The Medical Society of the State of New York has strong concerns with the articulation in the article “State’s physicians support aid in dying,” Jan. 29, that a majority of New York doctors are in favor of physician assisted suicide.
The survey from Compassion & Choices that was referenced in the article, like the 2017 Medical Society survey, is not a scientific sample representative of the nearly 100,000 New York-licensed physicians as a whole. The article stated that less than 1 percent of physicians responded to this survey. Moreover, the survey had a much higher percentage of younger physician (under 50) response than the general physician population.
Medical Society’s Task Force on End of Life continues to discuss many matters related to end-of-life care and whether Medical Society’s long-standing position on physician assisted suicide should be re-evaluated. The results from the Compassion & Choices survey will be added to the materials that will be reviewed by our task force.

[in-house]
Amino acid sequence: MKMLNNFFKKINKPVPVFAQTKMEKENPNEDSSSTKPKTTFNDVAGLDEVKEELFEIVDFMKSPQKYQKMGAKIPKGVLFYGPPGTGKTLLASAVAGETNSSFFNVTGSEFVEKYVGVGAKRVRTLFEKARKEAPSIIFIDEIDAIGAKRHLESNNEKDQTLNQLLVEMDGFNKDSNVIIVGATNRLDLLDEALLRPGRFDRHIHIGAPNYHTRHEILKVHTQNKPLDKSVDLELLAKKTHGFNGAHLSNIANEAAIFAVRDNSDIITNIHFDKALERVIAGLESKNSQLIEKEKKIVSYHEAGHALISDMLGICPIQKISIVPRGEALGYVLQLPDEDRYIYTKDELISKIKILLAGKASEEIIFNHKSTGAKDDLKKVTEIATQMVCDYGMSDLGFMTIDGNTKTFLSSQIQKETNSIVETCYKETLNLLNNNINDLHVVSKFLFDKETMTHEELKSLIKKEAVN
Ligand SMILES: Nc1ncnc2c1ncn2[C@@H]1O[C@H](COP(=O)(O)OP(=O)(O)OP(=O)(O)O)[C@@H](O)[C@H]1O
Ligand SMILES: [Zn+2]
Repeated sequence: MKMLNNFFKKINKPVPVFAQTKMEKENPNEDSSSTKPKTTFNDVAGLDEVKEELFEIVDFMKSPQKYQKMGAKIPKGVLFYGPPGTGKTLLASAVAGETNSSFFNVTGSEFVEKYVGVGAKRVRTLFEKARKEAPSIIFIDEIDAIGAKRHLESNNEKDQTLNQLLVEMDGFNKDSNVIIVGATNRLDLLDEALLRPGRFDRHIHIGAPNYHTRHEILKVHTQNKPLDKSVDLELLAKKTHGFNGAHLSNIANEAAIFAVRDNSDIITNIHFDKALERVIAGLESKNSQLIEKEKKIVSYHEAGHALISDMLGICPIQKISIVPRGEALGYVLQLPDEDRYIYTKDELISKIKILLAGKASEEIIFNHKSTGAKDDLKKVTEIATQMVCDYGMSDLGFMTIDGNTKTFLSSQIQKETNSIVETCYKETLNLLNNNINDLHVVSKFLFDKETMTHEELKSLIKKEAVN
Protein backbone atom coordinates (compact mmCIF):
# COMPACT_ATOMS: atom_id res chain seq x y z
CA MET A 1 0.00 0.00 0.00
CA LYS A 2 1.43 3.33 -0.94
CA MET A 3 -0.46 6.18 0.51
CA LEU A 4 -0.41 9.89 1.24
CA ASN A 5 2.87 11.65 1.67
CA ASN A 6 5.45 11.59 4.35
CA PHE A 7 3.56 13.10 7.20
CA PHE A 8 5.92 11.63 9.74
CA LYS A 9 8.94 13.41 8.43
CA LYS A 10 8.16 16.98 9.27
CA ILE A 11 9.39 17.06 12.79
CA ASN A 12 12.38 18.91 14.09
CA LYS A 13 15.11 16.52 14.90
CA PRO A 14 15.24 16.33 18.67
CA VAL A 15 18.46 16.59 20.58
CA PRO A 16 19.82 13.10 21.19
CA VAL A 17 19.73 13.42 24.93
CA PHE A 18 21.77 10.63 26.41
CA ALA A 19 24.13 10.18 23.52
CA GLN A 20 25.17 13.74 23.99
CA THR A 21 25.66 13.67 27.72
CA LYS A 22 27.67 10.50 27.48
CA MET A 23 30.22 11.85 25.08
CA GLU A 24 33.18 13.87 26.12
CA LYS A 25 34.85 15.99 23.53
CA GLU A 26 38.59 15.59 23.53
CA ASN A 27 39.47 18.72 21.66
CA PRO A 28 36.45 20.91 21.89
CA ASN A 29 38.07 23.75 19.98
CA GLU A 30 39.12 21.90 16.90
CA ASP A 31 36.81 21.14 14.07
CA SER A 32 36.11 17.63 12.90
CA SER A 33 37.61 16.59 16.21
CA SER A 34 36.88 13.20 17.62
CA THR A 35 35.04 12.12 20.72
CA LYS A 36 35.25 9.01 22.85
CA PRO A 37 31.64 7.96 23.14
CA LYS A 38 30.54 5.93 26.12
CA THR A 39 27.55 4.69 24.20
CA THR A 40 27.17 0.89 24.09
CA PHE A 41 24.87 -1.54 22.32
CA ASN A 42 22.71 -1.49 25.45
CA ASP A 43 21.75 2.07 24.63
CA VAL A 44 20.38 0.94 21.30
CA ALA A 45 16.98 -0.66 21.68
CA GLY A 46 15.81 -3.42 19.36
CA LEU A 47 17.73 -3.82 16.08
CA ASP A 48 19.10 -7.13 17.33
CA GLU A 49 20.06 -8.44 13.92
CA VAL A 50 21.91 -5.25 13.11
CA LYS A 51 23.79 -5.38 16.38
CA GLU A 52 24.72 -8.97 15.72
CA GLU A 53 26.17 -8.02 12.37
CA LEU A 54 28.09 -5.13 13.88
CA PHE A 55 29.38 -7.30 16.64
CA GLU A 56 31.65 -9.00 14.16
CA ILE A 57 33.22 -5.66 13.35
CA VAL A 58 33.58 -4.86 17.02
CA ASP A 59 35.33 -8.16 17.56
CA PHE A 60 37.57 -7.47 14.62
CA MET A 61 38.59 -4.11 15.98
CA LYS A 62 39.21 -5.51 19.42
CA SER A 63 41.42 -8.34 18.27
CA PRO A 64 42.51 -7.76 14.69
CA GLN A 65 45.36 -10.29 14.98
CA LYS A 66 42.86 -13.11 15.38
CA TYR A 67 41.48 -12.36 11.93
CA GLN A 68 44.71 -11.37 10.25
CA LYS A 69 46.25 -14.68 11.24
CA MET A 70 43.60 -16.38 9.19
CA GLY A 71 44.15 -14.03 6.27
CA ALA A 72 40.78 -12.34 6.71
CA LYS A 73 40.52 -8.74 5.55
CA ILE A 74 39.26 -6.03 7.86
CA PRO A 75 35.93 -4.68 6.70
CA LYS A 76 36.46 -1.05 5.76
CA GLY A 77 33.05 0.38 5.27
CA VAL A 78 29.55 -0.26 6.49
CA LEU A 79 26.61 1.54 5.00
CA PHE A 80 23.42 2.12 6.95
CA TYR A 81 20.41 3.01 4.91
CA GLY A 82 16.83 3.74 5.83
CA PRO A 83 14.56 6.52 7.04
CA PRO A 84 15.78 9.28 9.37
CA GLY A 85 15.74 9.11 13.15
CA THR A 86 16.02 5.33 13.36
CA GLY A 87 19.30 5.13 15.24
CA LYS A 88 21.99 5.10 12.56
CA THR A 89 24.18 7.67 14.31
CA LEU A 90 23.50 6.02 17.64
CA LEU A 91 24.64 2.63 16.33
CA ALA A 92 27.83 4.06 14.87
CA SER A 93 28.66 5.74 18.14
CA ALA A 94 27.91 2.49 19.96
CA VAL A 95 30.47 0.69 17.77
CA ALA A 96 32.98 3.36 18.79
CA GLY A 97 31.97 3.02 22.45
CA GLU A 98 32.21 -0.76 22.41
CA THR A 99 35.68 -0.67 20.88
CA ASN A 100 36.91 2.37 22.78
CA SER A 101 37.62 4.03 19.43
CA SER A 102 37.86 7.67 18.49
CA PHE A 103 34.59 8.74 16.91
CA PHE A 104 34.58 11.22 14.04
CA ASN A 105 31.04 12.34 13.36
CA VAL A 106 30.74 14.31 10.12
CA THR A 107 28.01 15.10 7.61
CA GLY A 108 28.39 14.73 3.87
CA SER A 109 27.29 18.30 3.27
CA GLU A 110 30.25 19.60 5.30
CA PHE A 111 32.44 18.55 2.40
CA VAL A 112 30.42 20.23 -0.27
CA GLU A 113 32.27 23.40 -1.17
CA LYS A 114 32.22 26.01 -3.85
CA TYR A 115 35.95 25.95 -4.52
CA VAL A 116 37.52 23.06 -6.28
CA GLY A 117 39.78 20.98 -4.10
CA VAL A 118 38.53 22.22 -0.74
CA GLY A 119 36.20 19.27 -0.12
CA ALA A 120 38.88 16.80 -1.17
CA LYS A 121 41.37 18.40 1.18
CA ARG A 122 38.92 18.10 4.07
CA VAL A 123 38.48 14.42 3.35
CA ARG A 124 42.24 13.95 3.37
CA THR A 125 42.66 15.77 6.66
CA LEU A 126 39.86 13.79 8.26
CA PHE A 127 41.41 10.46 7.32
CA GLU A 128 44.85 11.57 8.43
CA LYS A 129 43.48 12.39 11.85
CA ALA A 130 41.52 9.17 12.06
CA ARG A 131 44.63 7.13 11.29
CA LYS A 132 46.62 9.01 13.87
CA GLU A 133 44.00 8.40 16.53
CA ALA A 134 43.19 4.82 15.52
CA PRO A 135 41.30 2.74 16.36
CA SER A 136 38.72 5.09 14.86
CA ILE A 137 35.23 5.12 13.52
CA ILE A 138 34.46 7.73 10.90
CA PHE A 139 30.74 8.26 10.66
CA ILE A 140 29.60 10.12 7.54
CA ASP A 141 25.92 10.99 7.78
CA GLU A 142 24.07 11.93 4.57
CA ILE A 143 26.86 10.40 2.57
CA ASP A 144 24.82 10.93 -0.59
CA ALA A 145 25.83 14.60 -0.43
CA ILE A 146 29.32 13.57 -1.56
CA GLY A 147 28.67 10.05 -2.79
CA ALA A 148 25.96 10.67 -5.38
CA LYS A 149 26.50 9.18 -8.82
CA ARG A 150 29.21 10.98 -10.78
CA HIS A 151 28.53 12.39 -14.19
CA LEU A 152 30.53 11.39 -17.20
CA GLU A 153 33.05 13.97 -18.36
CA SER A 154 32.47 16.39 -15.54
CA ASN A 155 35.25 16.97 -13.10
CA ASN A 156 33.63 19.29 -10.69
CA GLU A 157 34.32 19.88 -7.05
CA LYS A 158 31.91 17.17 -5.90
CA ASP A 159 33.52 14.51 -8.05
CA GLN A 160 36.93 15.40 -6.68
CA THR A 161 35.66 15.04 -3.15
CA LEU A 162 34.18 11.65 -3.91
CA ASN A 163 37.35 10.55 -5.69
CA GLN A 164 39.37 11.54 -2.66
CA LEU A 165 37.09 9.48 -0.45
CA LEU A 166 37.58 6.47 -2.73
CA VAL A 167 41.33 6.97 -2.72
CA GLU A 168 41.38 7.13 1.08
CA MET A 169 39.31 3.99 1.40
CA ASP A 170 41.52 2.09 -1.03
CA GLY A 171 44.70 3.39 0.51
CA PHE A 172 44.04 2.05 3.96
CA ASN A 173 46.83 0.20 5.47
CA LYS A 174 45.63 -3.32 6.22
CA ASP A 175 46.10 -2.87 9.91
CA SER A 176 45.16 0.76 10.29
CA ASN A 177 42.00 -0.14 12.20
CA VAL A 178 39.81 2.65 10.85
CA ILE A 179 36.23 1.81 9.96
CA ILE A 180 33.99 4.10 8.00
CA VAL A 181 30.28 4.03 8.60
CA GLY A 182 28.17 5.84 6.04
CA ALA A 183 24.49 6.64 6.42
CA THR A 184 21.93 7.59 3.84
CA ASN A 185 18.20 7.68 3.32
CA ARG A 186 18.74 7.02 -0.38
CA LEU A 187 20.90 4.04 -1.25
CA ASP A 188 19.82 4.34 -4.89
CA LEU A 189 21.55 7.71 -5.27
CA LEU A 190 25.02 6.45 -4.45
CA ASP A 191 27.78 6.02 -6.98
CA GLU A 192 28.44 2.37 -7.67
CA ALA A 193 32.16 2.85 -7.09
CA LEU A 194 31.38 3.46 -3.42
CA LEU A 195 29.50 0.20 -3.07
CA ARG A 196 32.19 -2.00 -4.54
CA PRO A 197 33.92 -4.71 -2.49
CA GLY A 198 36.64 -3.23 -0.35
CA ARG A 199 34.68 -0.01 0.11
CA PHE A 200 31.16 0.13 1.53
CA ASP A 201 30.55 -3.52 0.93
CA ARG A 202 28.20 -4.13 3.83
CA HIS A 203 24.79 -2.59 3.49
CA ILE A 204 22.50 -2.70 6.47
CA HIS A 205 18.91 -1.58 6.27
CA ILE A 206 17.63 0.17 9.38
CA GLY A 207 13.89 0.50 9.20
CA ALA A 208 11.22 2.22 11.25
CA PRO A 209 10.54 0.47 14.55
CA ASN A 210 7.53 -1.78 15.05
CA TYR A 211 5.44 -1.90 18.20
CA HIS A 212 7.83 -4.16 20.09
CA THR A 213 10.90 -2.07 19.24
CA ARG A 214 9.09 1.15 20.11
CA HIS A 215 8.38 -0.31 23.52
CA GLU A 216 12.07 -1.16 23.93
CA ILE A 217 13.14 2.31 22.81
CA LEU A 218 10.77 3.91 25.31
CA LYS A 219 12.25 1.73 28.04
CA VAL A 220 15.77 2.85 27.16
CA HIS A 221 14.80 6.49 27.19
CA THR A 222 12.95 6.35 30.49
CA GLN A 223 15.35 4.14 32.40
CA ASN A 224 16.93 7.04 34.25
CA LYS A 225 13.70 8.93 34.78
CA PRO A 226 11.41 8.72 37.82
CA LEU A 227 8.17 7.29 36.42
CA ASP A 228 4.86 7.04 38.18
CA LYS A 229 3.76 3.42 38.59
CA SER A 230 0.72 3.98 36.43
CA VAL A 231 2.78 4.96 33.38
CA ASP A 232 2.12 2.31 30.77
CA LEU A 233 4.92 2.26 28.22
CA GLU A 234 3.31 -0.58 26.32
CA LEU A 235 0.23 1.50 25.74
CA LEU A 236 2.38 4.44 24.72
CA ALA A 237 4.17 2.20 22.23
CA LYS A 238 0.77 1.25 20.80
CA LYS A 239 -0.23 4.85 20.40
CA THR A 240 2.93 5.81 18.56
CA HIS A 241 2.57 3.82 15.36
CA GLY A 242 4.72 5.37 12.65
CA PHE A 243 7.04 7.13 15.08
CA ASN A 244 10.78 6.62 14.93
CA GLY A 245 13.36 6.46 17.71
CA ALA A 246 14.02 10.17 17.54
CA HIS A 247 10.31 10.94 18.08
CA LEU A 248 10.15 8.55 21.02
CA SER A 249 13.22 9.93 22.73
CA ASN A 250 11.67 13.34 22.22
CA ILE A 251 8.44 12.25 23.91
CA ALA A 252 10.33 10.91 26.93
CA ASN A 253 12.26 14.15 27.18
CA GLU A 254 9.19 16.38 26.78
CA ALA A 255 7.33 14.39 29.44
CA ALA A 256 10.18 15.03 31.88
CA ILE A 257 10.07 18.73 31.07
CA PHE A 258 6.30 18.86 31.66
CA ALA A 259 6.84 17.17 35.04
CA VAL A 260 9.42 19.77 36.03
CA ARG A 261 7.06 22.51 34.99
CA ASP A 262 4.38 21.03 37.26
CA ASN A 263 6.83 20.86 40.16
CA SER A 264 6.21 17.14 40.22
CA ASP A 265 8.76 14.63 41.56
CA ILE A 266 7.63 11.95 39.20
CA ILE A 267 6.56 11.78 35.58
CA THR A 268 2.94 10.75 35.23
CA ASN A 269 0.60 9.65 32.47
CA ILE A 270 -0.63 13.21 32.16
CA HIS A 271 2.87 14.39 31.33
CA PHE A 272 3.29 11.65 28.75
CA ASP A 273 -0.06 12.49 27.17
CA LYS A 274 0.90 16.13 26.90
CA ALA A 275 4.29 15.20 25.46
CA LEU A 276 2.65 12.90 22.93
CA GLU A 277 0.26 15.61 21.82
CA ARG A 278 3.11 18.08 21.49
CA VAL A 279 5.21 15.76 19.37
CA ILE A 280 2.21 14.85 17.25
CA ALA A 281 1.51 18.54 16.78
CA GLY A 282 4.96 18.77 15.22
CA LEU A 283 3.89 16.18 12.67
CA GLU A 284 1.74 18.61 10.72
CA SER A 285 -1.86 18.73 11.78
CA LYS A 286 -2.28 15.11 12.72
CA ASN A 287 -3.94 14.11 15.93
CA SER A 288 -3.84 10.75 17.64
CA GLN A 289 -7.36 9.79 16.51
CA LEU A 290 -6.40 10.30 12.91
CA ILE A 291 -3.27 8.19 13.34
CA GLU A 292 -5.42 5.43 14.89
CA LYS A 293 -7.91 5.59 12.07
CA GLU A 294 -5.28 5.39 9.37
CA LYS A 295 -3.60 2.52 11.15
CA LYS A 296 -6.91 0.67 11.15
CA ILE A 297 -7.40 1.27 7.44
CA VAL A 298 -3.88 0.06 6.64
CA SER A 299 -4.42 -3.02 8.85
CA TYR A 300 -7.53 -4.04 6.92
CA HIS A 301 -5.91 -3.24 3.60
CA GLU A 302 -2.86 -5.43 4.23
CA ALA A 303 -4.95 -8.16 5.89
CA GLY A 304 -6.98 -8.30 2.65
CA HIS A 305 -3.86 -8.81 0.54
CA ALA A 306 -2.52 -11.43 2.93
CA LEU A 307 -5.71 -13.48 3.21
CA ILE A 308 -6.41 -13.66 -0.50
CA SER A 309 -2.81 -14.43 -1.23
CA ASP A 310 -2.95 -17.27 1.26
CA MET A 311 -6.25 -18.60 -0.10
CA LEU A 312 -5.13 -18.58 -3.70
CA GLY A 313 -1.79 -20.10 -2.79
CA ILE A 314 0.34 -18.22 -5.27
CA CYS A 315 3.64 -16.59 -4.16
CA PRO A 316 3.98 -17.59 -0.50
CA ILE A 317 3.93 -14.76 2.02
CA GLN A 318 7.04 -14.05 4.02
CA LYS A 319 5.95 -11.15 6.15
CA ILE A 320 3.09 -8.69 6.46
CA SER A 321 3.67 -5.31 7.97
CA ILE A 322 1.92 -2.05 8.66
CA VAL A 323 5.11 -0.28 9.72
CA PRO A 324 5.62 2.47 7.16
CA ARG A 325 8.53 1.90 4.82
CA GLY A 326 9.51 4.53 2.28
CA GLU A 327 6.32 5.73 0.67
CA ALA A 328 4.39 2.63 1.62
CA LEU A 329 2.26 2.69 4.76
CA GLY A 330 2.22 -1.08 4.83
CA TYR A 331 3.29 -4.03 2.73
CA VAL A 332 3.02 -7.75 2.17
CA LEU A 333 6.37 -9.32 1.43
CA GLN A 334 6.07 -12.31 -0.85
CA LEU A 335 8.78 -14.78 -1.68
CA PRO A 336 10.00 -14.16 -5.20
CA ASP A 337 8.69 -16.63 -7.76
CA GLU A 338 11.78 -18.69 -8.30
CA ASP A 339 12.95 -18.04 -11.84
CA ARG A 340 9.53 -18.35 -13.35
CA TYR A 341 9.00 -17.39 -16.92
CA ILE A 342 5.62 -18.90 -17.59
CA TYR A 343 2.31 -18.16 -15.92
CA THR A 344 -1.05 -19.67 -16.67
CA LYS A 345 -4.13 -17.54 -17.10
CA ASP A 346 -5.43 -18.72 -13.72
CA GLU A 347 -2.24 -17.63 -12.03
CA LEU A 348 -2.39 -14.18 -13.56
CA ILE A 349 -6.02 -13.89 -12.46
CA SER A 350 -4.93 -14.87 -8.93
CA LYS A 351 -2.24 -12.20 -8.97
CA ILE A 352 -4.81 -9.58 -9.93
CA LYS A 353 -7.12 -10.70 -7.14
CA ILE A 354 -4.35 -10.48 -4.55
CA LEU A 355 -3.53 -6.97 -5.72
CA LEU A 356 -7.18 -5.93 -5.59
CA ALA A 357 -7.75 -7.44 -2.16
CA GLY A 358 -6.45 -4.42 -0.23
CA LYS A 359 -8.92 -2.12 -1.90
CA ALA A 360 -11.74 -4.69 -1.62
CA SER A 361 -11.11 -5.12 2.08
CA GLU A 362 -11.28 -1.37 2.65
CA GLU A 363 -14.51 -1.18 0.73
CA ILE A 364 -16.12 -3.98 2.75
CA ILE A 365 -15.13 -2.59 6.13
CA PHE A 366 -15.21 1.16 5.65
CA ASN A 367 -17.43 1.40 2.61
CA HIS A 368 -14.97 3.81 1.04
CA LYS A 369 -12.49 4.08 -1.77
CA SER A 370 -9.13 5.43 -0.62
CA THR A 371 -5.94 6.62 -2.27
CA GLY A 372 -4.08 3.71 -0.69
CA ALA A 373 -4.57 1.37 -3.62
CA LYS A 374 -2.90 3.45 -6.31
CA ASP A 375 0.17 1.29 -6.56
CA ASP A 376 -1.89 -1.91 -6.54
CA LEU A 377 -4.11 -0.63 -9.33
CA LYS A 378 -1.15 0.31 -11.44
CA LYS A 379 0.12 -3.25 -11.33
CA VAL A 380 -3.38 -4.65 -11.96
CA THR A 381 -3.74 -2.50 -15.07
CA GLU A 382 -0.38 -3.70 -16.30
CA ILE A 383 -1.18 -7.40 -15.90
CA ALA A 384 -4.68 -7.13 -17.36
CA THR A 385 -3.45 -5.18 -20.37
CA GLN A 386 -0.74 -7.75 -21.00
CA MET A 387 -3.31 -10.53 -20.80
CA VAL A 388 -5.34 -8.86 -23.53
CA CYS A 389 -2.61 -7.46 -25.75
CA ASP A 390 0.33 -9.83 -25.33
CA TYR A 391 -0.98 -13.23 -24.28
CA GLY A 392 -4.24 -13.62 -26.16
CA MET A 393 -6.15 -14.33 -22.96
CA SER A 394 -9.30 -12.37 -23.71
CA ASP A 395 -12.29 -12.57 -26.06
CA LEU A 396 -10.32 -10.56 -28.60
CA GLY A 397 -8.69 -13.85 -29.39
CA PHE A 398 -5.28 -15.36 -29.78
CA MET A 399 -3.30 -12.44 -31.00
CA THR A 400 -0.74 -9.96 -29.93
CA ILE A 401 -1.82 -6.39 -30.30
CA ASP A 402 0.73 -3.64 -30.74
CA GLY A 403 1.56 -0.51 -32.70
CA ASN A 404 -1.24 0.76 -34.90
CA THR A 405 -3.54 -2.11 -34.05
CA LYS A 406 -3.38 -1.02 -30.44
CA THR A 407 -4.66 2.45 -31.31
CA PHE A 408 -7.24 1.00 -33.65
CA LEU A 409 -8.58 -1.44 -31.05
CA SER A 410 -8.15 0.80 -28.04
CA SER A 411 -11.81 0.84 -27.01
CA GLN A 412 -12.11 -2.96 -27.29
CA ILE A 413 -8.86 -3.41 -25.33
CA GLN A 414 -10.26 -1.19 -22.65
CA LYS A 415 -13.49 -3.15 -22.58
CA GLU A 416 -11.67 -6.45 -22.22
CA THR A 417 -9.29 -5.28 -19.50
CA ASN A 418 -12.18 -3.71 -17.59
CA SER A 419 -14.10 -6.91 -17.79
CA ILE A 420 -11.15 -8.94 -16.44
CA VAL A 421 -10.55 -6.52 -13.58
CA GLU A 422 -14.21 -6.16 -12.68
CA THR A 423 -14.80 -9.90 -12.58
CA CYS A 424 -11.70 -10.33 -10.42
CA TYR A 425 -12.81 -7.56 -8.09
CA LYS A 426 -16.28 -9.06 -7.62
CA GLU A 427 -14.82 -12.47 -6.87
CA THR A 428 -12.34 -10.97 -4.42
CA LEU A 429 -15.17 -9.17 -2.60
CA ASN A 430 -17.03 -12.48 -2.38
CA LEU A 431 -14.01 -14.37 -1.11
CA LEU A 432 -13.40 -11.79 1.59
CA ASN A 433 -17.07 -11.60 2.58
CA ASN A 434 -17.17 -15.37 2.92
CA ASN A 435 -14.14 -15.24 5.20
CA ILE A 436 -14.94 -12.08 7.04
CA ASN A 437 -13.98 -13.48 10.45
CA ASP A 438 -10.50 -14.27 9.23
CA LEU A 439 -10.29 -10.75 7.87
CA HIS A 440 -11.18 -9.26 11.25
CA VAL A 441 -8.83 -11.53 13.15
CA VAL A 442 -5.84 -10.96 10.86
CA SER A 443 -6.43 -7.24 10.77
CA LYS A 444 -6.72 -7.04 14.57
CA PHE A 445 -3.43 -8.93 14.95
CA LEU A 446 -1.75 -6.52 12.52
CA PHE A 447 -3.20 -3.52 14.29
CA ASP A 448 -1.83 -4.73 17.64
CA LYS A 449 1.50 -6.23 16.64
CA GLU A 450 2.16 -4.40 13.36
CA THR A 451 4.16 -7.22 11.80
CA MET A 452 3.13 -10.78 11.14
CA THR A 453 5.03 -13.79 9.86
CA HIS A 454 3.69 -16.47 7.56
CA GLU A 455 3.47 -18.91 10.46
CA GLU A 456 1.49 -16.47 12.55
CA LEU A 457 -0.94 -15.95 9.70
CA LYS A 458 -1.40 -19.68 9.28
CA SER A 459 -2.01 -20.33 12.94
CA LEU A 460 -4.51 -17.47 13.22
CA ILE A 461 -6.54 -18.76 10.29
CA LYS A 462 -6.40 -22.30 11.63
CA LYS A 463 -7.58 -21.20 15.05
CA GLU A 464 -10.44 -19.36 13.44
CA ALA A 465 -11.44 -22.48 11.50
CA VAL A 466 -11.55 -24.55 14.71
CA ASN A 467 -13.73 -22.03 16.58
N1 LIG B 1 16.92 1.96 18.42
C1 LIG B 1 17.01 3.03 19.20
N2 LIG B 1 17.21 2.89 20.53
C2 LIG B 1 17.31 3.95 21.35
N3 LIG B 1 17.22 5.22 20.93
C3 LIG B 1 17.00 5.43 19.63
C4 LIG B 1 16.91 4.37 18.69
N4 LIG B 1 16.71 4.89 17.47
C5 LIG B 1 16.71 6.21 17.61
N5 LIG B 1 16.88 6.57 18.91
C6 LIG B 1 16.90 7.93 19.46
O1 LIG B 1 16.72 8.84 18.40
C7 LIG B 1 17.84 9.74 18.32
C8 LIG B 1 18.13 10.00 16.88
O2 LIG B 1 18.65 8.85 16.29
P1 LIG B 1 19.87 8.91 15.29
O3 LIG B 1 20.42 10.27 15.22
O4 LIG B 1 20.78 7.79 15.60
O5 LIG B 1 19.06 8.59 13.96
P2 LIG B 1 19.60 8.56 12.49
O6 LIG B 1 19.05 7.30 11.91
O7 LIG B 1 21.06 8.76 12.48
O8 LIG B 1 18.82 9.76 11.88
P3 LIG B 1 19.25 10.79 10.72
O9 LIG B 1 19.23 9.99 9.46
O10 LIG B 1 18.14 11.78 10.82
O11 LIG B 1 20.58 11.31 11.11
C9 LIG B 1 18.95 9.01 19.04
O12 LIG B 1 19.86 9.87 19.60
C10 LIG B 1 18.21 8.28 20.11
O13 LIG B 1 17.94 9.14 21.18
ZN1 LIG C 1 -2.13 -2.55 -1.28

With regard to the validity of the Medical Society survey, it was always regarded as a tool to gauge, but not to be conclusive, as to where Medical Society’s members stood on this issue. Certainly, we understand that surveys can be shaped by outside forces. For example, we know from several sources — including a press report from Crain’s New York Business — that the New York Alliance for Medical Aid in Dying (made up of Compassion & Choices New York and other lobbying groups) forwarded Medical Society’s survey to individuals sympathetic to their cause — presumably to affect the results.
Thomas Madejski, MD
President, Medical Society of the State of New York
Source: “Letter: Aid in dying survey not a true sampling,” TimesUnion.com